David Cameron, the posh boy who begins to look like the European people’s champion, and Alex Salmond, who risks losing the unassailable leadership of Scotland, are now taking the decisions that will shape history’s assessment of them as politicians whose judgment affected the quality of life of future generations.
Cameron may like, even love, the European Union, but his first loyalty is to his party, a natural extension of aspiring to serving queen and country. The phrase tripped off the lips of the Prime Minister’s set at Eton and Oxford without embarrassment. In First Minister Salmond’s world, the phrase was used sometimes sardonically, sometimes bitterly, but at all times with a deliberate interpretation of the clichéd words.
Yet the ideology summed up in that phrase is one of the motivators in the great debate that threatens to overwhelm the process of deciding the future relationship between Scotland and the other parts of the UK. Until now, Salmond and Cameron have led their parties to electoral success, albeit in the case of the latter because they entered into coalition with partners whose views are opposed to theirs on the desired relationship between the EU and its member states.
The Grande Project that inspired and motivated the original Franco-German and later Benelux post-war reconstructionist politicians was well understood and approved of by Winston Churchill. His ambivalence on Britain’s role in the project was overtaken by his successors, who opted the UK out of developments that would have diluted the UK’s primary loyalty to monarch and country.
Now millions of people in southern Europe lack the means of feeding themselves. Greece and Portugal are reverting to three-and-a-half world status in the wake of their banking systems’ collapse. As the First Minister might put it, “facts are chiels that winna ding”, or as a Tory election poster proclaimed during the 1979 revolution that saw Margaret Thatcher sweep to power, handbag at the ready, “The EU isn’t working”.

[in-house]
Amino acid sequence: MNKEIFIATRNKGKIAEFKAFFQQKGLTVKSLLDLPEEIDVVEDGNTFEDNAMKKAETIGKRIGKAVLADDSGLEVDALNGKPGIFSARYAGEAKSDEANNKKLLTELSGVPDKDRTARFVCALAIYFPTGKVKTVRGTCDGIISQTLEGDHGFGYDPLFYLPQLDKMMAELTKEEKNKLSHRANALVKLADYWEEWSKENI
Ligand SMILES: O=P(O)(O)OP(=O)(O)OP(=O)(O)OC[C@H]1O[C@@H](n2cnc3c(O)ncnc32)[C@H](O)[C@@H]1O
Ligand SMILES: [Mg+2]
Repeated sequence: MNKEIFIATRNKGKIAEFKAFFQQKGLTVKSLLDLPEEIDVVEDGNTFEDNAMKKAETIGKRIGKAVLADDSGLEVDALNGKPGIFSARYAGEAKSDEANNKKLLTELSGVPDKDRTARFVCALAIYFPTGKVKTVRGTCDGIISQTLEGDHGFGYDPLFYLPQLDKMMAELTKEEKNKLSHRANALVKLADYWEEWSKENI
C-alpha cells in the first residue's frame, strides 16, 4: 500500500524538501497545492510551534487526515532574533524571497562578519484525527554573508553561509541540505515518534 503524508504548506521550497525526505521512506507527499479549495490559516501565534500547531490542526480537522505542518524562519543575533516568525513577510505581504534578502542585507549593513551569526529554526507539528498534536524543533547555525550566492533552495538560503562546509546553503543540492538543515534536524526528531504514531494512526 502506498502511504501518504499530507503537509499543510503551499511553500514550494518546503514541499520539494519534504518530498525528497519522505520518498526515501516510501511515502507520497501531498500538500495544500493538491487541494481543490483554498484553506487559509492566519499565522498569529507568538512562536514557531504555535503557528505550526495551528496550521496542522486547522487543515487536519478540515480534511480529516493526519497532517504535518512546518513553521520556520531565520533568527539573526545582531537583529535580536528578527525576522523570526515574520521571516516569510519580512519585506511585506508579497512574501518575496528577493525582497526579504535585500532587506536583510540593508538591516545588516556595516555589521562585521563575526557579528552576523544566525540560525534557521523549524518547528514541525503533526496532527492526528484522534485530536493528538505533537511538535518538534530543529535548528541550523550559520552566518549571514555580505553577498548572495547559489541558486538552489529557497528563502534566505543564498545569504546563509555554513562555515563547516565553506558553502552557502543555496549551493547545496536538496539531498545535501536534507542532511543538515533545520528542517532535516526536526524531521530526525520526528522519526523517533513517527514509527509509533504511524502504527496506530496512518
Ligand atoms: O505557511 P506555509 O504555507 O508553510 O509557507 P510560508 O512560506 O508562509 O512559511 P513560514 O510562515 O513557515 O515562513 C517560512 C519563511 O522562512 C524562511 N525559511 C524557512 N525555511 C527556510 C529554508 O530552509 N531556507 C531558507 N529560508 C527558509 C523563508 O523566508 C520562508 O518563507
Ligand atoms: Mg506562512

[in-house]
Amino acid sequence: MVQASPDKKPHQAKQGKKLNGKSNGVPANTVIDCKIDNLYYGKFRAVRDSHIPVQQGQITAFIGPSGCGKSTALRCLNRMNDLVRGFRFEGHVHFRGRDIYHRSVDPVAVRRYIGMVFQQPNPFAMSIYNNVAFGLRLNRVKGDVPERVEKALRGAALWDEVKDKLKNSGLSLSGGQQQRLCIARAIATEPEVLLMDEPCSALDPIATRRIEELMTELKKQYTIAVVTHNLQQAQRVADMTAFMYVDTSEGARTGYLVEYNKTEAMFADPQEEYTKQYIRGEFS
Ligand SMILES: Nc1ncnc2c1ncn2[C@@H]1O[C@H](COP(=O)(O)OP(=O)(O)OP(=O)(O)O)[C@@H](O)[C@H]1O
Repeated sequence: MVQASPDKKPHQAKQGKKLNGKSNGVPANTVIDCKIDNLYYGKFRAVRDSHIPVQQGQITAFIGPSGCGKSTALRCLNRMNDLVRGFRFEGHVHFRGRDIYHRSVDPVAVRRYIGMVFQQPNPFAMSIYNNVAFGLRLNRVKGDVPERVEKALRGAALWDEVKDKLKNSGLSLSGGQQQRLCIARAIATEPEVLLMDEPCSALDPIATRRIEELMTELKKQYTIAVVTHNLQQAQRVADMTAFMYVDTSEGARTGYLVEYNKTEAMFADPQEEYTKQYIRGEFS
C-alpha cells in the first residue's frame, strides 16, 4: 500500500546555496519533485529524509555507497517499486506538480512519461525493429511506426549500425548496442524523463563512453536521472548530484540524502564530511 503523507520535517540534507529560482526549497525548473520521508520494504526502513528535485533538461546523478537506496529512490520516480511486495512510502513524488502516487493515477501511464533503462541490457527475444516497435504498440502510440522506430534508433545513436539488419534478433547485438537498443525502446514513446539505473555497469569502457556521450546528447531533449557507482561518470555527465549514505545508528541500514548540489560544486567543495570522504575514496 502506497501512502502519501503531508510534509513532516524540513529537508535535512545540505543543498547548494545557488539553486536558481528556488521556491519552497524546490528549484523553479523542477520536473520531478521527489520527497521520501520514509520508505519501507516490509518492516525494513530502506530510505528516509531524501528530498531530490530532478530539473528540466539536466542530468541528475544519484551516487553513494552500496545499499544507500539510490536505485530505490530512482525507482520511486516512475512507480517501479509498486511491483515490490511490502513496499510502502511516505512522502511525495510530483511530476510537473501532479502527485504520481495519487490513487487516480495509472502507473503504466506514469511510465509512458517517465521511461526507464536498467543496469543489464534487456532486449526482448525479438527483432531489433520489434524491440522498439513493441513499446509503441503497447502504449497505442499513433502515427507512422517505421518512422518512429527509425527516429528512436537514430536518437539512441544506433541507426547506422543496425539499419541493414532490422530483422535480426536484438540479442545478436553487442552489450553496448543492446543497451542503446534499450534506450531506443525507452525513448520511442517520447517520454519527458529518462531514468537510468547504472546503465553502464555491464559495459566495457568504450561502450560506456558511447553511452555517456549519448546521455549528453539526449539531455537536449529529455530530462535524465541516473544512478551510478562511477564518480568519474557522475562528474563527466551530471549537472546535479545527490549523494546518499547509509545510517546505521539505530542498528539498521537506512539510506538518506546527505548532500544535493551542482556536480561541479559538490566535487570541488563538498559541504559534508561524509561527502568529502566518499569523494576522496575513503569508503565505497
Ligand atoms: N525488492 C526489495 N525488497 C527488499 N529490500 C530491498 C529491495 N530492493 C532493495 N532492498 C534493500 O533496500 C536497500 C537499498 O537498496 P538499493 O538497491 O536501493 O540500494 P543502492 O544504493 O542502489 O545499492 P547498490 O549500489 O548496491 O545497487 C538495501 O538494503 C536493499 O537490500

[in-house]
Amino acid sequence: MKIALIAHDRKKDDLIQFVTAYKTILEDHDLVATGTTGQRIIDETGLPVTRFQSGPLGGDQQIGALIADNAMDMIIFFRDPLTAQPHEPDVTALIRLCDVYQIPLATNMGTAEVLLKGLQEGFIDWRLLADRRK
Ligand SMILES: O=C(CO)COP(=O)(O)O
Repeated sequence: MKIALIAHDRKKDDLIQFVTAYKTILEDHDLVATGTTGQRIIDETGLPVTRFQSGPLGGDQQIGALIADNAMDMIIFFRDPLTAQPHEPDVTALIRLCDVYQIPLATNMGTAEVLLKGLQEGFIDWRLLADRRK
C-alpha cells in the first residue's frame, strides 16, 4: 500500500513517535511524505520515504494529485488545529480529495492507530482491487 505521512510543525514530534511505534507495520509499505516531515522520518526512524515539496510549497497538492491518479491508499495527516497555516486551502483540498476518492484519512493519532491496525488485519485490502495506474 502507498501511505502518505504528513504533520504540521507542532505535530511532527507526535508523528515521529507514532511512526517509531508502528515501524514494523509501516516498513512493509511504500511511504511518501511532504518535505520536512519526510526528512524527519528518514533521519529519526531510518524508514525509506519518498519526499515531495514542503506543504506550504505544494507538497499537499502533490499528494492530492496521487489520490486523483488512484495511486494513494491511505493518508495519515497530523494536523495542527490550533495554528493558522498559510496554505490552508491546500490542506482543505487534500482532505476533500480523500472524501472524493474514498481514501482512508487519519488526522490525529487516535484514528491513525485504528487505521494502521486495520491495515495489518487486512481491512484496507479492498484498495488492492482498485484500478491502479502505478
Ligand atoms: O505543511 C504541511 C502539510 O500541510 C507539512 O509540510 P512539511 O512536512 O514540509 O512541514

However, during the middle years of last century, because of a booming American economy, economic growth across Europe was the order of the day and only a few party-poopers pointed at the huge borrowing by America and EU states that financed all that EU growth. The blip of an economic turndown passed without too much harm done to the UK economy, and as countries and families flourished, politicians who continued to distrust the very basis of what looked like unassailable success in the EU were marginalised as Eurosceptics.
But that has been changing. UKIP’s Nigel Farage may be the most visible representative of the change in the balance of opinion on the EU, but it would be a serious mistake to underestimate the strength of belief in a Europe of the nations represented by this engaging, some say outrageous man. The change in the balance of economic power in the global economy has changed some economic and trade patterns that, while the good times were rolling, looked as solid as the Bank of England. Oops.
For example, the German government sees more advantages in building common interest with the UK based on its resource-based potential for development rather than the potential offered by a closer trade association with Romania, Bulgaria and the other Balkan states. And in this, the German chancellor is edging closer to her electorate. Germans are about as keen on a centralised, federal EU as the Scots, but there’s been no way to express this. The German constitution doesn’t do referendums.
But Germans know that the euro in their pocket is likely to have much lower purchasing power should an EU fiscal union come to pass. Recently, Germans like economist Otmar Issing have reminded their elected representatives who refuse to let the people’s voice be heard that the English Civil War was fought over the principle of no taxation without representation.
But Chancellor Angela Merkel, who cannot be dismissed as either pro-federal or pro-Europe of the nations, could find the pressure for an “in-or-out” referendum growing if Cameron has to commit to holding a UK referendum because he is dependent on the votes of a growing number of EU critics among the Tories.
Where will all this leave Scotland, and the referendum to decide our future? There will still be a separate case for Scotland to be argued, but will it be heard above the Westminster-based debate? And what would the Scottish Government recommend to voters, remembering that Germans and others want no federal union, even though the chairman of the Yes campaign says he does. Better quality thinking, analysis and narrative is needed urgently.